If you were to do a quick google of “cruising utopia,” the first ten results are live links to Jose Esteban Muñoz’s Cruising Utopia: The Then and There of Queer Futurity that are either book reviews or websites to purchase the book directly. I’m not here to explicitly discuss the late Muñoz’s contribution to Queer Theory and Performance Studies. Pace Gallery’s latest staging of an online exhibition of Peter Hujar’s work spans from ’60s to the ’80s borrows the title, Cruising Utopia, from Muñoz. The title of the show gestures towards queer futurity, but do Hujar’s photographs actually match up with Muñoz's concept?
Being gay, being queer, is about more than just rainbow flags, solidarity, and the Stonewall Inn. It should be about creating and sustaining a practice of questioning, imagining, and forming new coalitions and communities beyond constructing a cohesive and legible historic account of what occured. We’re currently in this feedback loop of queerness being cosmetic, embodied through hand gestures, language, style, and memes. In Hujar’s work we see authentic accounts of what queerness could be, varying by class, identity politics, and gentrification. His work is self-effacing and doesn’t stage a certain explicit set of politics; he took stunning portraits of people who explored the limits of being a person, being gendered, and being raced. The commonalities that factor in all of those photographed by Hujar is that they had texture, depth, and a story to tell. The way in which Hujar was able to categorize and classify queerness was through details and dressing a person in a specific context, be it in a bedroom with a wallpapered background and a blanket to match the pattern; he paired knee high socks and the pier to show you where and how to cruise which locations. He didn’t have to sell you on the radical possibilities of what queerness could be but shows what it was, both as something to acknowledge as having existed in this specific iteration, not something to be embodied as an aesthetic practice. Munńoz writes, “This book offers a theory of queer futurity that is attentive to the past for the purposes of critiquing a present.” It’s hard to imagine what solidarity is now and what it should shift into moving forward.
What I’ve noticed over the past few weeks as we’ve reckoned with the moral and social politics of the workforce, the shuddering and removal of the mostly white presidents, CEOs, and founders of companies, these same people have come out of the woodwork and completely copted the language of those disenfranchised to perform a respectability politic that doesn’t fully rectify the everlasting impacts of their inaction or willful ignorance.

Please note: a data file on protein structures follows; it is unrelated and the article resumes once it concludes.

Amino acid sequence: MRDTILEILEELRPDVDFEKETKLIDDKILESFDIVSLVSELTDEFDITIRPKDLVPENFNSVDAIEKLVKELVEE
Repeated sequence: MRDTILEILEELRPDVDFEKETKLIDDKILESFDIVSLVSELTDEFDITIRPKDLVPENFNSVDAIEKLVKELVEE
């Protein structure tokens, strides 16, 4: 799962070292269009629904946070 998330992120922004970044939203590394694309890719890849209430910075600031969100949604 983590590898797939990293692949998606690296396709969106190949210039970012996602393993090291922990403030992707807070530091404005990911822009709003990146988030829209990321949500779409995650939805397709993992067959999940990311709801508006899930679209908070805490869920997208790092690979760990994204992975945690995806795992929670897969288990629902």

In Feeling Utopia, the introduction of Cruising Utopia, Muñoz minces J.L. Austin’s term, felicitous speech act, where he writes, “felicitous speech acts are linguistic articulations that do something as well as say something.”
The show, Cruising Utopia, calls on us, as viewers, to imagine a different world, a place that has never existed. What are tools that are necessary to build and maintain a utopia, we’re expected to solely imagine utopian ideals but not embody or fully grasp one? Many of the people Hujar photographed suffered or died because of the Aids epidemic. The same people whose image now lives in books, archives, and galleries and the like aren’t compensated for their imagination that provides hope and context for what queerness looked like and felt like in the late '70s. These people and the movements that they created and stumbled into are useful as a way to combat discrimination and homophobia writ large. As a culture, we have sensationalized and sanitized these groundwork movements by trying to be legible to a body of people and a world order that isn’t so much concerned with our existence but with our cooperation and complacency. Marches are one way to organize a voice, but a real shift would be in organizing structures to support these creative liminal communities, to get more sustained traction and create more resources.